In addition, nuisance tripping of adjustable-speed drives can occur, even if the customer does not have capacitors. Because capacitor voltage cannot change instantaneously, energisation of a capacitor bank results in an immediate drop in system voltage toward zero, followed by a fast voltage recovery (overshoot) and finally an oscillating transient voltage superimposed on the 50-Hz fundamental waveform. The peak voltage magnitude depends on the instantaneous system voltage at the moment of energisation, and can reach 2.0 times the normal system peak voltage (per-unit) under worst-case conditions. The magnitude is usually less than this due to system loads and damping (resistive elements). Typical distribution system overvoltage levels range from 1.1 to 1.6 per unit. Transient frequencies due to utility distribution capacitor switching usually fall in the range of 300 to 1000 Hz. Transient overvoltages are usually not of concern to the utility, since peak magnitudes are just below the level in which utility surge protection, such as arresters, begins to operate.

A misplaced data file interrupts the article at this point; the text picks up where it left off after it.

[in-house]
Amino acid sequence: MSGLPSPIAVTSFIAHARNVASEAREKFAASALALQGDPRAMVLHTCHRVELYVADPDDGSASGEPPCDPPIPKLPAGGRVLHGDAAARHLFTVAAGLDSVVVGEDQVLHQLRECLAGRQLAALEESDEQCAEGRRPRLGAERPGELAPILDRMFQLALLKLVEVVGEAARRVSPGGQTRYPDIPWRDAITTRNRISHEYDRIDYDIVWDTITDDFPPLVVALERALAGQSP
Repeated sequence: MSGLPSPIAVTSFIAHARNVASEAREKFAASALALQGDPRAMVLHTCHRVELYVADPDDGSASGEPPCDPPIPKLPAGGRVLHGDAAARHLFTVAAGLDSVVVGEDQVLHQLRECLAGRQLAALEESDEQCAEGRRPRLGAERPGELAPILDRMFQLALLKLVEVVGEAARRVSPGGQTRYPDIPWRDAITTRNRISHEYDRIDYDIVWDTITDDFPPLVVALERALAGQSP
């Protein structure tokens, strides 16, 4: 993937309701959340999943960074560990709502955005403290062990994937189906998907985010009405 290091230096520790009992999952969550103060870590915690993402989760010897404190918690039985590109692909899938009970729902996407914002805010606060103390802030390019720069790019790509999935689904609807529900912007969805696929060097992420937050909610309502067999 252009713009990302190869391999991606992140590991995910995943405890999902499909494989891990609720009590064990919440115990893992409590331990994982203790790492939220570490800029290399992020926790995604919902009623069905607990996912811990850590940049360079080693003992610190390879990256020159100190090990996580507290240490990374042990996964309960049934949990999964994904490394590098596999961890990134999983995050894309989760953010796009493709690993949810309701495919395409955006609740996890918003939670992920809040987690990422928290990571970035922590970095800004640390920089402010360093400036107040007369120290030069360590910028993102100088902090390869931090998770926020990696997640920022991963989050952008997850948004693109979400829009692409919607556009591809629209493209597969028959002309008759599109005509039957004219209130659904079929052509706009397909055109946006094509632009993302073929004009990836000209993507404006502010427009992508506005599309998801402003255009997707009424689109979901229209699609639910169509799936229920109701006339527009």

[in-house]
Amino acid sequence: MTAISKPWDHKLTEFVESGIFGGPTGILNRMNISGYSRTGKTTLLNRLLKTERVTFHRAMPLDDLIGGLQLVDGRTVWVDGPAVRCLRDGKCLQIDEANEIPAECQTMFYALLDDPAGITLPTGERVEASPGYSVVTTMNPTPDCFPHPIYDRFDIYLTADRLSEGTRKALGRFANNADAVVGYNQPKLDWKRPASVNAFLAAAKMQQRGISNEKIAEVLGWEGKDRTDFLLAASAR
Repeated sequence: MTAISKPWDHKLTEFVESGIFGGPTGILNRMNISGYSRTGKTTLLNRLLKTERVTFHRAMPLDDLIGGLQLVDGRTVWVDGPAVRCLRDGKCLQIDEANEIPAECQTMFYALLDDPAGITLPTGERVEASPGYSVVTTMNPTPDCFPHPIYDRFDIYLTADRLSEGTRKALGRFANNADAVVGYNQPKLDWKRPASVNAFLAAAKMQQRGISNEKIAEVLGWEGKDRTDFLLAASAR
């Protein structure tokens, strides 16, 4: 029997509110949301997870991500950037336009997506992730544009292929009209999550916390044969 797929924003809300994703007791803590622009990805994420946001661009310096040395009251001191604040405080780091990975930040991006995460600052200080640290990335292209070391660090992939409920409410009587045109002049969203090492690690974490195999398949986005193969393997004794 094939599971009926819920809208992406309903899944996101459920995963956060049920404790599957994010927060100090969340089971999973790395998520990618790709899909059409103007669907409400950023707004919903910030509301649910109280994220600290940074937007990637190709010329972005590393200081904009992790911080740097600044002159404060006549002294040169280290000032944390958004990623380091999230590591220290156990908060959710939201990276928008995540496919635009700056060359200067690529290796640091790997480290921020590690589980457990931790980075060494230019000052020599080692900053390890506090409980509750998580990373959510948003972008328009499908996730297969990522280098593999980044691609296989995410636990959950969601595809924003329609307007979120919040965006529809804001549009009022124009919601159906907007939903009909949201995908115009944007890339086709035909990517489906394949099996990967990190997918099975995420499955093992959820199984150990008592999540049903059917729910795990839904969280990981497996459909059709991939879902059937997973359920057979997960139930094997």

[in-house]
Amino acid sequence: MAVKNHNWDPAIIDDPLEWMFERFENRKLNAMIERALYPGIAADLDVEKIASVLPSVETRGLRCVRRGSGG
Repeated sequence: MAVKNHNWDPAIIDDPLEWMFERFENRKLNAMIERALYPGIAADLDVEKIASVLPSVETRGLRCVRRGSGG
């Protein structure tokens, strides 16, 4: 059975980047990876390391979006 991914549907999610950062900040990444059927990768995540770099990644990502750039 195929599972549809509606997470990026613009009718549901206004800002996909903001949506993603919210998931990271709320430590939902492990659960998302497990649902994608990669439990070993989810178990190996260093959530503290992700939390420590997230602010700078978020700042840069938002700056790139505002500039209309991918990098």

Because of the relatively low frequency, these transients will pass through step-down transformers to customer loads.
Secondary overvoltages can cause voltage magnification or nuisance tripping of adjustable-speed drives. Power quality symptoms related to distribution capacitor switching include the following: customer equipment damage or failure (due to excessive overvoltage), adjustable-speed drive or other process equipment shutdown (due to DC bus overvoltage), TVSS failure, and computer network problems.
Voltage magnification occurs when the transient oscillation, initiated by the energisation of the distribution capacitor bank, excites a series resonance formed by the low voltage system. The result is a higher overvoltage at the low-voltage bus. The worst magnified transient occurs when the following conditions are met: